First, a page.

Many of those materials come from out of state, so contractors would not be paying Arizona sales tax on those large transactions.

“This is not an easier way for them to pay taxes,” Strobeck said. “It’s a tax cut.”

League officials acknowledge that the system is complex for small contractors and that an ideal solution has not yet been worked out.

The proposed reform has many supporters, including the small contractors who stress that the lack of tax uniformity causes confusion, resulting in millions of dollars of lost sales-tax revenue a year.

“If I work in 10 different cities, I would have 10 different forms come to my home every month,” said Scottsdale City Councilman-elect Guy Phillips, a self-employed air-conditioning contractor.

“It’s a pain in the butt,” Phillips said. “A lot of guys don’t do it.”

Currently, contractors in Arizona rely on exemption certificates so they don’t pay sales taxes on materials at checkout.

The final report of the task force said abuse of the system is “easy to hide and audits are rare.”

Moreover, contractors have different licensing requirements and are subject to audits from a variety of cities and jurisdictions, said Spencer Kamps, vice president of legislative affairs at Home Builders Association of Central Arizona.

“The prime contracting system in Arizona is the most complex system in the nation,” Kamps said.

“A materials tax would essentially put everybody on the retail rate,” he said.

Kamps stressed that streamlining would make it easier for Arizona to join a national effort to tax online sales.

Kevin McCarthy, president of the Arizona Tax Research Association, said sales-tax reform is a long-standing issue that the business community has tried to address for decades “with little or no progress.”

The prime contracting tax has been a considerable focus at the state Capitol, he said.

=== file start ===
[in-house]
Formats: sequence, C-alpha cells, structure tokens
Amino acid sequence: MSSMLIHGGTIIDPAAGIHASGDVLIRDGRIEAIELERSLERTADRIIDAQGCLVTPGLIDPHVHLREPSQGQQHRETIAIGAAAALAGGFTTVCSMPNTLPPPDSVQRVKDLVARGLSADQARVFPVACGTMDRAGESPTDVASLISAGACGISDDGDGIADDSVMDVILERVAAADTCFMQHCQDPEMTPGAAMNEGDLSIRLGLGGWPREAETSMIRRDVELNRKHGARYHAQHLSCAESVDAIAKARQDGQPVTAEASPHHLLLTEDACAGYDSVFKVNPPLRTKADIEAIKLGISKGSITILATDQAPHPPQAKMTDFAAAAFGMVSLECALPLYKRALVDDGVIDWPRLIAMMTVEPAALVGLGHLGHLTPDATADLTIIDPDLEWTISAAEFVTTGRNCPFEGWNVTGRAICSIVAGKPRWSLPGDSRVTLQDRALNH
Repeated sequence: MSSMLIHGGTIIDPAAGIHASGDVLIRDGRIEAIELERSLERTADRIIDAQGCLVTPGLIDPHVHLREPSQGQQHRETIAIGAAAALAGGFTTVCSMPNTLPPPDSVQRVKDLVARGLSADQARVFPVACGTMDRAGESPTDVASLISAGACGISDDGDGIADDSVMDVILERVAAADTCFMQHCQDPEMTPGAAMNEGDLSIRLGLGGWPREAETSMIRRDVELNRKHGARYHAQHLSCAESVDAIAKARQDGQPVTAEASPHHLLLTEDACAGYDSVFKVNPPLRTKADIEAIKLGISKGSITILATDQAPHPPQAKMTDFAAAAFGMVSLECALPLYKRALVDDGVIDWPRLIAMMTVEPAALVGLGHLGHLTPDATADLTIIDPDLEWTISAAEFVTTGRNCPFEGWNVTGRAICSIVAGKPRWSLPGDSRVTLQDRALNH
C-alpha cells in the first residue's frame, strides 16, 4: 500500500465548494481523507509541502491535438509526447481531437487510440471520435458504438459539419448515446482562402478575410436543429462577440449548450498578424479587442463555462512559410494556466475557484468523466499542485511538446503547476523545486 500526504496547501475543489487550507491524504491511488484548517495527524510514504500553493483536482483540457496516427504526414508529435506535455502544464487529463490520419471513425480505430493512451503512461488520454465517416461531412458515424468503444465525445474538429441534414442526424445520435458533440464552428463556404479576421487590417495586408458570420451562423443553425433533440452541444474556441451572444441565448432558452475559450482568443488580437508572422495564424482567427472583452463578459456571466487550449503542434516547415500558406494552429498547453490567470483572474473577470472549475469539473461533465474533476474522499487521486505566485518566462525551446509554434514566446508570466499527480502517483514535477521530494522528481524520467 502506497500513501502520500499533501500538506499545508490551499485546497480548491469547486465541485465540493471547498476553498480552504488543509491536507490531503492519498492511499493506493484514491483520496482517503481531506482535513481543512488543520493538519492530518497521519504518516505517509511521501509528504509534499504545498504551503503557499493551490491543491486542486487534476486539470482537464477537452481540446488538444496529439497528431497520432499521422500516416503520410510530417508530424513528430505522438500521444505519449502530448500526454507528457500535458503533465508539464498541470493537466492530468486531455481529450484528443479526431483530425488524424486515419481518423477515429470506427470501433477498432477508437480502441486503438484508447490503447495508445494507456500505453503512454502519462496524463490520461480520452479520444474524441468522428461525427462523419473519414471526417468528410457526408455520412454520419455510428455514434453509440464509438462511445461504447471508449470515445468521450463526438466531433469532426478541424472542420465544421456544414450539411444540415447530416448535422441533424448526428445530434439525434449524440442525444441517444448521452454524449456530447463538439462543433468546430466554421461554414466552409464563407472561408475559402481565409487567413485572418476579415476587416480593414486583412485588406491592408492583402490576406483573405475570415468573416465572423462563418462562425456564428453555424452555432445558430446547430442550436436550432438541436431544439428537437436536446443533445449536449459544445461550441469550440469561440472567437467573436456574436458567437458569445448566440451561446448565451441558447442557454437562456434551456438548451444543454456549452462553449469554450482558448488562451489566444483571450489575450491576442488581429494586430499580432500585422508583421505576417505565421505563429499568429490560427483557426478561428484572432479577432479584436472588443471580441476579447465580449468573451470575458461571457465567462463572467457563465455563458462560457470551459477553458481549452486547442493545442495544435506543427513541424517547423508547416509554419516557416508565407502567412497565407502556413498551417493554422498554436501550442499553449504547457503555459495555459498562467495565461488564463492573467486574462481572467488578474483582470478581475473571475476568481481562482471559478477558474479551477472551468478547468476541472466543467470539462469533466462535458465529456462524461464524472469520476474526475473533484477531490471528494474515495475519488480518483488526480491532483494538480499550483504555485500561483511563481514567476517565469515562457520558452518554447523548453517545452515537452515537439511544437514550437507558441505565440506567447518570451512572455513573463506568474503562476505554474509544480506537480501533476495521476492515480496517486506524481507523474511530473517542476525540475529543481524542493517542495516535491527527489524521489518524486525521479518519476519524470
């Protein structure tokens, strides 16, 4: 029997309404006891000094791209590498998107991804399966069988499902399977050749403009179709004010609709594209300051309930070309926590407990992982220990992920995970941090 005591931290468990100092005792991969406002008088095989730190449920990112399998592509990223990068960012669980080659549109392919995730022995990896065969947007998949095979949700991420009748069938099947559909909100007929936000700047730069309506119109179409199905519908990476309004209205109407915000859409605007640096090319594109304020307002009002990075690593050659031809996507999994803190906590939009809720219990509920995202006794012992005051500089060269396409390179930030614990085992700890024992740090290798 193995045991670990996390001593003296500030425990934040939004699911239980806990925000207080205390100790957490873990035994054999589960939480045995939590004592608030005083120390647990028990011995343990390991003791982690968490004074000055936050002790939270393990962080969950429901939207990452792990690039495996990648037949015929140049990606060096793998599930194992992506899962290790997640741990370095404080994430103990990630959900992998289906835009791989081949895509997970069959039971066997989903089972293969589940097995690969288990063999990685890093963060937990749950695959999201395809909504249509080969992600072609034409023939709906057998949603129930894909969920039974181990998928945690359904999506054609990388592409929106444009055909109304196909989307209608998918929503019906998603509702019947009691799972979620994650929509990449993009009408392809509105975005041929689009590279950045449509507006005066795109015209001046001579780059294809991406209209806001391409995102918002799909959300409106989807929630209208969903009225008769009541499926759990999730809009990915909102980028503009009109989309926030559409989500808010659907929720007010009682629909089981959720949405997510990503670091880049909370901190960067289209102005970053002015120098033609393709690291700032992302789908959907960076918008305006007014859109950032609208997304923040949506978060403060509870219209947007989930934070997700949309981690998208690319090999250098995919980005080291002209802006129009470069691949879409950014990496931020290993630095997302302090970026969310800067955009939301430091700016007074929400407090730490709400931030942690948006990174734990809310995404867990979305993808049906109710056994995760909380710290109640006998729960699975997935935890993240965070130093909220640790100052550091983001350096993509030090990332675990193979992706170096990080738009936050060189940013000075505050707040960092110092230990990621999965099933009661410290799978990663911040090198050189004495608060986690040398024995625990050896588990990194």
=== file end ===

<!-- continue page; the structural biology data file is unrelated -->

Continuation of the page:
Under the existing system, the state and cities charge tax on 65percent of the final amount charged to the customer.

One scenario outlined in the report estimated the change would decrease state general-fund revenue by $64million, but increase county and city distributions by $41million and $25million, respectively.

Total revenue collected would jump by $2million, the estimates show.

Phoenix disputes the analysis, saying the state’s largest city would experience negative impact on revenue of $9million to $26million a year, said Karen Peters, senior executive assistant to Phoenix’s city manager.

Phoenix had a representative appointed to the task force.

During deliberations, “we did express concerns,” she said.

Tom Belshe, deputy director of the League of Arizona Cities and Towns, said the construction sales tax “is tied to services that have to be provided.”

Belshe said cities and towns are being asked to accept a change “with very little or no information on what the impacts to budgets could be.”

“We have no way of knowing where those retailers that would be collecting the tax are at or how much we would get in new retail money,” he said.

Scottsdale Mayor Jim Lane said he supports the overall idea of simplifying the tax code but is concerned about what formula the state could use to distribute the revenue to cities.

“The state would have ultimate and complete control over it, which means we would have to have reasonable assurances it wouldn’t be swept or things wouldn’t change politically.”